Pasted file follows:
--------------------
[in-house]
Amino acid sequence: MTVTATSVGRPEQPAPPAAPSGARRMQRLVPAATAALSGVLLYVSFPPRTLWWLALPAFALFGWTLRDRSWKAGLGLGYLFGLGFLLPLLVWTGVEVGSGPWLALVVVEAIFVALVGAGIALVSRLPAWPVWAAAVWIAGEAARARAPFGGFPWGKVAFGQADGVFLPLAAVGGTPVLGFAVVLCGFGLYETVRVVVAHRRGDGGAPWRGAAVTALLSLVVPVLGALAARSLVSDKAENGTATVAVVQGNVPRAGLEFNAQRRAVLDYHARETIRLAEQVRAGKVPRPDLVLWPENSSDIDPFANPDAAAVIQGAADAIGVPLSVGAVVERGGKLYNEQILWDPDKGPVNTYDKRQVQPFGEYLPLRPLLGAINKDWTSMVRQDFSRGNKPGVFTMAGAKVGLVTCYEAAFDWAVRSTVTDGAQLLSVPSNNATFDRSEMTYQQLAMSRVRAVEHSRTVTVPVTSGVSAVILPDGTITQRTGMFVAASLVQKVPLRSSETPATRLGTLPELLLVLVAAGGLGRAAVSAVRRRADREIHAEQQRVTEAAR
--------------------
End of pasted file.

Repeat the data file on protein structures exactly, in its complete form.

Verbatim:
[in-house]
Amino acid sequence: MTVTATSVGRPEQPAPPAAPSGARRMQRLVPAATAALSGVLLYVSFPPRTLWWLALPAFALFGWTLRDRSWKAGLGLGYLFGLGFLLPLLVWTGVEVGSGPWLALVVVEAIFVALVGAGIALVSRLPAWPVWAAAVWIAGEAARARAPFGGFPWGKVAFGQADGVFLPLAAVGGTPVLGFAVVLCGFGLYETVRVVVAHRRGDGGAPWRGAAVTALLSLVVPVLGALAARSLVSDKAENGTATVAVVQGNVPRAGLEFNAQRRAVLDYHARETIRLAEQVRAGKVPRPDLVLWPENSSDIDPFANPDAAAVIQGAADAIGVPLSVGAVVERGGKLYNEQILWDPDKGPVNTYDKRQVQPFGEYLPLRPLLGAINKDWTSMVRQDFSRGNKPGVFTMAGAKVGLVTCYEAAFDWAVRSTVTDGAQLLSVPSNNATFDRSEMTYQQLAMSRVRAVEHSRTVTVPVTSGVSAVILPDGTITQRTGMFVAASLVQKVPLRSSETPATRLGTLPELLLVLVAAGGLGRAAVSAVRRRADREIHAEQQRVTEAAR